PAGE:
‘To Bid or Not to Bid’. There was not an iota of doubt in Pranab Bardhan’s mind that in the ocean of books that was the Antarjatik Kolkata Boimela, Larry Cohen’s latest book was the only Bridge title he needed to find that year. Over the years, the 60-year-old would add to the million-strong footfall of the country’s largest book fair, and stock up on Bridge’s biggest Hand-hacks — Charles Goren, Hugh Kelsey and even the occasional Omar Sharif compilation while poring over every detail to meticulously add to his layers of knowledge on the game.
On Saturday, in the company of his partner Shibnath Dey Sarkar — known to the world by his daaknaam Kachhu — Bardhan would make all those trawls through the book bazaar count. In what must be the only Asian Games gold that came on the back of reading books – the duo lorded the Duplicate Men’s Pairs at Jakarta. The sport has more literature than chess, and it was finally the two men who filed away meticulous newspaper cuttings of bridge columns, who ended with India’s first ever gold in the sport.
Bridge the world over has supreme opulence pushing for its cause – from some of India’s top tycoons to Indonesia’s biggest conglomerate and even Bill Gates and Warren Buffet internationally, the sport has no dearth of riches backing the brains. Sarkar and Bardhan recall humbler beginnings in their careers. “When we started travelling for tournaments, Railway concessions was all we got – for Sleeper Class. Those tickets were never confirmed, so it would be Calcutta-Delhi or Calcutta-Punjab scrounging for seats,” Bardhan, 60, recalls.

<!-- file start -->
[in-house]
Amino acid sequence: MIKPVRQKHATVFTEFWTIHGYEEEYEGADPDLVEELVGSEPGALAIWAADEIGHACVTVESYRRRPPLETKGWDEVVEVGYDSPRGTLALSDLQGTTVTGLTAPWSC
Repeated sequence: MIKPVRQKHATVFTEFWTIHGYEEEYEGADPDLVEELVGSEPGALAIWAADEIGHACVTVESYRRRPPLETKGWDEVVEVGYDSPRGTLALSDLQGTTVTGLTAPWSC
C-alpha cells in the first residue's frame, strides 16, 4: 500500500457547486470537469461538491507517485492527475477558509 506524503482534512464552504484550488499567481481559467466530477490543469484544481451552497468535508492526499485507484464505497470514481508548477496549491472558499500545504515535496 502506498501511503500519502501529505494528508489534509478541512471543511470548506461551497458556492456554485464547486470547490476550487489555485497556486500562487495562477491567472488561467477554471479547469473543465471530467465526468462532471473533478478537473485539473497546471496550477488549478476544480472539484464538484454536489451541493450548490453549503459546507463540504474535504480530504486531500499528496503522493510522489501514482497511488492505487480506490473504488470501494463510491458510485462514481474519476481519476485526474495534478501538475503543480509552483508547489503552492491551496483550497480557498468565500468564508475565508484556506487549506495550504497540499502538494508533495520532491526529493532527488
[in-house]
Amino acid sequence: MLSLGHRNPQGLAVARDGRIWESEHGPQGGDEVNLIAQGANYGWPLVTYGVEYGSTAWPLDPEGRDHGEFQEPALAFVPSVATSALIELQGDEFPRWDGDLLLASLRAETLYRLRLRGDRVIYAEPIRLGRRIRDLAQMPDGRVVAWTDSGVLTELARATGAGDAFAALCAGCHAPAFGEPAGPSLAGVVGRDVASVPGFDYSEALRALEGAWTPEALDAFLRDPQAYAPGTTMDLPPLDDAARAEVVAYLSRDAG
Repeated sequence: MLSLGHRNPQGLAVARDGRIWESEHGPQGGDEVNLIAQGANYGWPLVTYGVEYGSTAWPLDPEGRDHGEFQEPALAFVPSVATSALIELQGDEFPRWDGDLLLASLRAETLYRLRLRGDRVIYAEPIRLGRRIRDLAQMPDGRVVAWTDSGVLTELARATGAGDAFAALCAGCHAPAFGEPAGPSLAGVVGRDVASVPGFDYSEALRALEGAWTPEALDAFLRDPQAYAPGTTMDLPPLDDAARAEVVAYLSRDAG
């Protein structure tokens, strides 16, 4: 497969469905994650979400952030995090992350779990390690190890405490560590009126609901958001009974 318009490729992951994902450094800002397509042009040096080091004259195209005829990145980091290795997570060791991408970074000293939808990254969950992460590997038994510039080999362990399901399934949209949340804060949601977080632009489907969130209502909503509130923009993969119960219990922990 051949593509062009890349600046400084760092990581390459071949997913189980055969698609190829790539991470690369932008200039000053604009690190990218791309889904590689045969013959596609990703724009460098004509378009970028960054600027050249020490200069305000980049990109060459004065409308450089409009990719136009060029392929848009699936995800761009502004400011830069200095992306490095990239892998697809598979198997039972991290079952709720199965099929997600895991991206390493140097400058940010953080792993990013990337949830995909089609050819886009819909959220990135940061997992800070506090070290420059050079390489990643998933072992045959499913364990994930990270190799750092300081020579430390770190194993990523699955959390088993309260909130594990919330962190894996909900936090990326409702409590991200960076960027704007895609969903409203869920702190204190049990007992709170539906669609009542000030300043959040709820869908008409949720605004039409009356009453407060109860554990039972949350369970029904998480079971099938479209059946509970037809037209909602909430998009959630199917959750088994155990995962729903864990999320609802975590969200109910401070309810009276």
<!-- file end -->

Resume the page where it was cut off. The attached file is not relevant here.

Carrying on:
He considers it his biggest achievement – after the Asiad gold of course – that they paved the way for younger bridge professionals to travel with more comforts than them. “Now, nothing short of Rajdhani or air flights,” he says, happy that top Indian businesses have found it worthy to employ bridge pros.
The two were employed for a long time by Navayuga Engineering, playing for Vijayawada industrialist and bridge-buff CV Rao’s team. Sarkar – the ponytailed Kachhu – found himself a complimenting partner in Bardhan, an unassuming, quiet person also from Kolkata. The duo played an aggressive brand of bridge and were one of the most consistent pairings around. It brought a lot of glee to the entire team, considering the two earnest professionals – Kachhu also being the most ebullient and a perennial prankster – would go on to lead the pair’s event from Round 1 through 5, and land India’s first-ever gold.
Both players learnt the sport from their parents and have an enchanting take on the cerebral czar of card games – Bardhan at Jadavpur-Santoshpur and Sarkar at Howrah. “I’ve learnt to love each and every Hand dealt to me. The same combination of cards – split between your partner and opponents – that series will never happen again, the odds are next to zero. So you enjoy every hand dealt,” Bardhan says.
In 2002, he confronted the usual refrain: of bridge not being a serious sport. Scheduled to play a World Cup at Montreal, his passport was nearing its expiry date, and he’d fast-track it, with the matter reaching the passport officer. “That was the Left government then, and we managed to get the passport to the top officer. But he would say: You are travelling to Canada to gamble? Imagine an IAS-level officer with such ignorance. Of course I explained to him, and the passport came through,” he would say. Asked if it’s a sport that the wealthy invariably slide smoothly into, he shoots back:
“Haan, bridge ameer logon ka fashion hai. Lekin koi bhi dimaag lagaakar yeh jeet sakta hai,” Sarkar (55) would say, having pipped three Chinese pairs to it.
The two are not known to talk much to each other beyond the sport – not that they are allowed to chat while playing either – but a fair few times, defeats have cascaded into loud back-and-forths of “Tui pagol” the way squabbling bridge partners clash.
“We stay angry for 1 hour maximum, then we are ok after that,” Sarkar says. There’s constant laughter and a whiff of a prank around the always-upbeat Sarkar. Of course with the gold medal at stake, the two seniors pulled on their game faces and got the job done. They would stand on the podium, roll the fist into a ball and sing-along the national anthem with a sloganeer’s enthusiasm. You could lose them in the crowd – going in search of noodles they craved for a later-than-usual lunch at 4 pm. Little to no swagger, just the best Dummy play pulled off from that part of India, since Bob Biswas.